Navigating the new marketing landscape

Posted: May 8, 2015

Consumers navigate expertly from Facebook, to their blog on Tumblr, to their mobile banking app, to their Apple TV, and back again. Their digital expertise now requires brands to behave with equal agility and provide relevant and timely content unique to the platform and consumer need.

This means that marketers and brand managers must be multi-skilled in social listening, community management, content creation, customer service, and act with the speed that consumers now demand.

Added Value South Africa first suggested that the new age marketer would need a different skills set when it analysed over 100 hours of interviews it conducted with the country’s leading marketers to identify 12 imperatives occupying the marketers’ thought processes, all pointed to a rapidly changing face of marketing in South Africa.

Eden Lanser, who led the South African team, concluded that only marketers who are adaptable and willing to accept a new paradigm will succeed personally, and for their brands and companies, in the years ahead. He added that winning in the ever-changing and digitally-driven environment would require a new skills set, including:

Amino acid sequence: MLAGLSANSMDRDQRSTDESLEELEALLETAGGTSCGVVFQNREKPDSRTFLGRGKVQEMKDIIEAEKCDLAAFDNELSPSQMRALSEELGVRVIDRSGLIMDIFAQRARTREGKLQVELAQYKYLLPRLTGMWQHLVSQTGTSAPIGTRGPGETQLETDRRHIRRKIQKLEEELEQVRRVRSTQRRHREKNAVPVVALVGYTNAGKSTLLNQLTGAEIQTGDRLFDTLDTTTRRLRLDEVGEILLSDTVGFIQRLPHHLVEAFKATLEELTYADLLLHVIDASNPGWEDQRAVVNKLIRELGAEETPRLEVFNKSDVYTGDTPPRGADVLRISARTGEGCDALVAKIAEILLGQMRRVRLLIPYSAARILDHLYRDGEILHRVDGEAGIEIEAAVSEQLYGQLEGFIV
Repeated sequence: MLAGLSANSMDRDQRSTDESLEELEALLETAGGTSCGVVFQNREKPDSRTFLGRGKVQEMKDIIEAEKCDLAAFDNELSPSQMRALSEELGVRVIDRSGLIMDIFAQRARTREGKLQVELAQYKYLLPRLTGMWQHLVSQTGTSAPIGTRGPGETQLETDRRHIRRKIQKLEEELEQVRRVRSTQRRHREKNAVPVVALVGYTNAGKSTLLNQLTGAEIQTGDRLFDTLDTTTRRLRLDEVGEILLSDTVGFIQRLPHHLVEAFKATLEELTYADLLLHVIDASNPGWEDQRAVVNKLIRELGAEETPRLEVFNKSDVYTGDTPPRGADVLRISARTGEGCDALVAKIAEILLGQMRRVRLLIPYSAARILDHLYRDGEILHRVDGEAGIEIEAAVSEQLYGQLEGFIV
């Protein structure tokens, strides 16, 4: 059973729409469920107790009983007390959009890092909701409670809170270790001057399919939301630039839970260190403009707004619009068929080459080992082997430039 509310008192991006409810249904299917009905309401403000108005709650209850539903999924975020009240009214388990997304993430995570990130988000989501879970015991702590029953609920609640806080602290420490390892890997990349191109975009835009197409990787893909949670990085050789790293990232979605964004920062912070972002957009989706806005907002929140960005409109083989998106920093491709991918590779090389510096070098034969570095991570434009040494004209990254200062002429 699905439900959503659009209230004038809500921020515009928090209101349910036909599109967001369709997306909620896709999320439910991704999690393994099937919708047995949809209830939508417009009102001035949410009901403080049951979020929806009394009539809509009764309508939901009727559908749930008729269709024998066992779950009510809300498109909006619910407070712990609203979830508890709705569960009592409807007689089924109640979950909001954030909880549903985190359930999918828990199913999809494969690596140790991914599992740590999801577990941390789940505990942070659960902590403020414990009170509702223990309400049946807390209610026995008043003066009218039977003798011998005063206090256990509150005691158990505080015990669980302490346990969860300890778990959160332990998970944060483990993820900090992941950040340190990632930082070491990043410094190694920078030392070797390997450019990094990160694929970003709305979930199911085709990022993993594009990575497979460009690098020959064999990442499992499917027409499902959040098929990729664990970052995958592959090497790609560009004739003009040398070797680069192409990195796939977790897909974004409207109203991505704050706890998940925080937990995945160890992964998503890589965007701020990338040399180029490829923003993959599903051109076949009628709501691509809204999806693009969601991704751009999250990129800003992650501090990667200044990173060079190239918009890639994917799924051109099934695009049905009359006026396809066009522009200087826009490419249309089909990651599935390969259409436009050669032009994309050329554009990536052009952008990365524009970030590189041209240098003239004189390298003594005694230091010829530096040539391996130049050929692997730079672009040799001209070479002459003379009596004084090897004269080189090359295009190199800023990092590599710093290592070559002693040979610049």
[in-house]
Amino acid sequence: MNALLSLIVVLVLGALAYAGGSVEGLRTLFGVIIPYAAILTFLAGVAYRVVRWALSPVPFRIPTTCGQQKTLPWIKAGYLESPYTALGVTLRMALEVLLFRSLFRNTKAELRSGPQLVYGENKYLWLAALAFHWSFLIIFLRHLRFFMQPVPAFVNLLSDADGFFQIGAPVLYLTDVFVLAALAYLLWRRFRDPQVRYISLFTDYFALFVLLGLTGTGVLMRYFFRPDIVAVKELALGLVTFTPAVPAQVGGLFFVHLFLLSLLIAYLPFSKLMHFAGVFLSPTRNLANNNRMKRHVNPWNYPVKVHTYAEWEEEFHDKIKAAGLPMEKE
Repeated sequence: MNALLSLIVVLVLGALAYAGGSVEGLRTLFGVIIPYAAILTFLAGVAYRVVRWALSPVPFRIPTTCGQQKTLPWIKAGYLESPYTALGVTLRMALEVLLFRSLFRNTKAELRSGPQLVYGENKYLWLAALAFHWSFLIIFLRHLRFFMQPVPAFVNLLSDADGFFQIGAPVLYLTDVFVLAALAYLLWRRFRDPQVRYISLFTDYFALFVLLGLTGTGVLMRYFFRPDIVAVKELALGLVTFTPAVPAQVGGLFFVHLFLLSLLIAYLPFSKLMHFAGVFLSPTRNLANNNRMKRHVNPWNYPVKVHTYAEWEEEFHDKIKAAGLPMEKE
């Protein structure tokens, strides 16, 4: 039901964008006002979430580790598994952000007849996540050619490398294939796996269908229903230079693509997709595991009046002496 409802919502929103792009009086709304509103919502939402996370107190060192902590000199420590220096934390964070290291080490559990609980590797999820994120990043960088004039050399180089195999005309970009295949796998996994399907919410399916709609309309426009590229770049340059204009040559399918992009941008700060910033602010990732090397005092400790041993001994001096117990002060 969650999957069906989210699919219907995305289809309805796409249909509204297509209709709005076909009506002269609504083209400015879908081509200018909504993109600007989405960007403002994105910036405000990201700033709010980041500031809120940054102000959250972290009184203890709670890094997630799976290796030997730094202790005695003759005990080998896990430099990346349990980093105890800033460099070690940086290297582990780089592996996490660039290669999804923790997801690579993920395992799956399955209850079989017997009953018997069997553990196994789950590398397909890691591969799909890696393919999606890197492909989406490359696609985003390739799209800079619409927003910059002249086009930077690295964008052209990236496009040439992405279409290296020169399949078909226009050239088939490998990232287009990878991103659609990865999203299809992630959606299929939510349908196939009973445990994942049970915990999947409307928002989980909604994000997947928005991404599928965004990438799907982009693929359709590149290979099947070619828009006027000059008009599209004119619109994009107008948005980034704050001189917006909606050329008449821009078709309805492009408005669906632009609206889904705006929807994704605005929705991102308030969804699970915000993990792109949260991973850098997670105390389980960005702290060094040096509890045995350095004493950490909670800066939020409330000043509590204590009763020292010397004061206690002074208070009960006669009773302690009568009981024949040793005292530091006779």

• In line with measuring commercial accountability, there is an increased need for marketers to have a foundation of commercial skills over and above their functional marketing skills.
  • Greater consumer segmentation coupled with increasing channels of communication means that marketing roles are more varied and specialist roles are becoming more prevalent.
  • The need for digital to be embedded into brand marketing is becoming increasingly important, and companies look to younger talent within the organisation to drive this integration.

“This is one of the most impactful shifts,” said Lanser. “Marketers are going to have to unlearn a lot of what they have learnt in the past. They are going to have to demonstrate increased commitment to training and development and develop a culture that has the desire to embrace change.”

Writing in the Huffington Post, Added Value President in the United States, Jonathan Hall, said: “It’s a fair bet there’s no-one left in marketing today who isn’t constantly reminded how fast our industry landscape is changing. So, how do you navigate this uncharted territory – and determine what this change means for marketing thinking and behaviour?”

Hall identified seven paradigm shifts; each has a clear implication for how brands need to change, and listed examples of brands that are getting it right.